Wednesday, June 15, 2016

Remarks by US Ambassador Perry Holloway at Iftar in Remembrance of Orlando Victims

United States Ambassador to Guyana, Perry Holloway
Iftar in Remembrance of Orlando Victims

Thank you for inviting me to deliver remarks this evening. Ramadan Mubarak to you all. My remarks will be very brief, as I know many of you are keen to break your fast. I wish we were brought together under better circumstances. The events that took place in Orlando were devastating, but often in the face of tragic events we come together and gain a better understanding of the superficial traits we once thought divided us. It is in that vein that folks from all walks of life in Guyana are brought together for this Iftar. Thank you to the organizers from SASOD and Mr. and Mrs. Khan for gathering us here tonight.

First of all, our hearts go out to the families of those who have been killed. Our prayers go to those who have been wounded. This is a devastating attack on all Americans. It is one that is particularly painful for the people of Orlando, an area I am quite familiar with as my son attends university not too far from where the incident took place. However, I think we all recognize that this could have happened anywhere in the U.S., and we feel enormous solidarity and grief on behalf of the families that have been affected.

When our values are threatened, we come together as one nation. As Americans, we insist that nobody should be targeted because of who they are, or what they look like, who they love, how they worship.  We stand united against these hateful acts.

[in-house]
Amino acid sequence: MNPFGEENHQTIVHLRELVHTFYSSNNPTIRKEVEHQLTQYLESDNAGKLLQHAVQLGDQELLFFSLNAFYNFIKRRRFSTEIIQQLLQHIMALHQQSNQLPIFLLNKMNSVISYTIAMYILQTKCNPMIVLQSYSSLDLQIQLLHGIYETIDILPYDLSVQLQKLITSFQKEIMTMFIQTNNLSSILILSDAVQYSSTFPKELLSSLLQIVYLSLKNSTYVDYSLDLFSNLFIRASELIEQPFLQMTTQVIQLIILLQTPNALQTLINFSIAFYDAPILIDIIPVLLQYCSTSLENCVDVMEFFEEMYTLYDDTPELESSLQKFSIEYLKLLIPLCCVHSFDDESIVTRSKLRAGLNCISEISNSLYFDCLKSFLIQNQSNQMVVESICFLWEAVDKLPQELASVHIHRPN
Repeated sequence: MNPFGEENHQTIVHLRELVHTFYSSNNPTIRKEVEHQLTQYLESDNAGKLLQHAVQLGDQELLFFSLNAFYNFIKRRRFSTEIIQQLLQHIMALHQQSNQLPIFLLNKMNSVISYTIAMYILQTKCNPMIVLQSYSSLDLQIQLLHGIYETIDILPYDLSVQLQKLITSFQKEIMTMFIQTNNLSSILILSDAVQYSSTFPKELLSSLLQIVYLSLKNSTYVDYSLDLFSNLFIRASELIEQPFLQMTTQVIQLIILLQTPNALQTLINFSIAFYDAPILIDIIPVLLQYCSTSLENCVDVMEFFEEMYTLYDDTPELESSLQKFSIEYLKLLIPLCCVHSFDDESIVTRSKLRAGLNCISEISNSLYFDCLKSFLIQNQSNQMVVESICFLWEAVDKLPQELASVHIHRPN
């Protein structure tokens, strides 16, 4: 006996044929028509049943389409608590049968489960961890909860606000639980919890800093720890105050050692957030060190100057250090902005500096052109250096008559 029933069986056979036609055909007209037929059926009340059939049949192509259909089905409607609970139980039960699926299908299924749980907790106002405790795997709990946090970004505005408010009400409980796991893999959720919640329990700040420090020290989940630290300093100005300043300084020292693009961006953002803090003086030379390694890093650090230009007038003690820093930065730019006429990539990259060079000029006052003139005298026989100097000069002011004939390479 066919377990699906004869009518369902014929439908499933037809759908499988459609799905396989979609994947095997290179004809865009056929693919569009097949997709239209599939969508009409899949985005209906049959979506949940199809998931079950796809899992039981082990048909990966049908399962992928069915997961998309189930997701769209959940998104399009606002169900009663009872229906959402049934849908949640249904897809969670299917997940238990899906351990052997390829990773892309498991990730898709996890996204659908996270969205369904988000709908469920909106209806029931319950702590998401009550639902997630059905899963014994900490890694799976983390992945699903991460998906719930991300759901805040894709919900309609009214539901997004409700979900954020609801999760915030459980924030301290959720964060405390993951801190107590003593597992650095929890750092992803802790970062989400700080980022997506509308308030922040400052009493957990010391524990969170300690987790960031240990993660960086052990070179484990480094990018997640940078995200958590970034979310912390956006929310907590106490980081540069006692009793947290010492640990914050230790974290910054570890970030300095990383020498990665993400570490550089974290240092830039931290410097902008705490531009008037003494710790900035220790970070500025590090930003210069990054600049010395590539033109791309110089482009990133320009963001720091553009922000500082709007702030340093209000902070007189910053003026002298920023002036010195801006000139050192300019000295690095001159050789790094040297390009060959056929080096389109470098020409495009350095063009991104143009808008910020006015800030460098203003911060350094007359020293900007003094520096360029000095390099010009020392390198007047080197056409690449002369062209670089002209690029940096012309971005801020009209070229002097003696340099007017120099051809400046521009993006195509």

As President Obama stated “this is an especially heartbreaking time for all our friends who are lesbian, gay, bisexual or transgender. The shooter targeted a nightclub where people came together to be with friends, to dance and to sing, and to live. The place where they were attacked is more than a nightclub -- it is a place of solidarity and empowerment where people have come together to raise awareness, to speak their minds, and to advocate for their civil rights.” The challenge is to learn as a community to look past the superficial and to seek out the truths that unite us rather than qualities that divide us.

These challenges around the world demand the very qualities you summon every day during Ramadan:  sacrifice, discipline, and patience.  A resilience that says we don’t simply endure, but we overcome.  Together, we can overcome ignorance and prejudice.  Together, we will overcome conflict and injustice -- not just with words, but with deeds. As the Quran teaches, let us answer with “Peace.”

Thank you again for inviting me tonight. Have a wonderful Ramadan.

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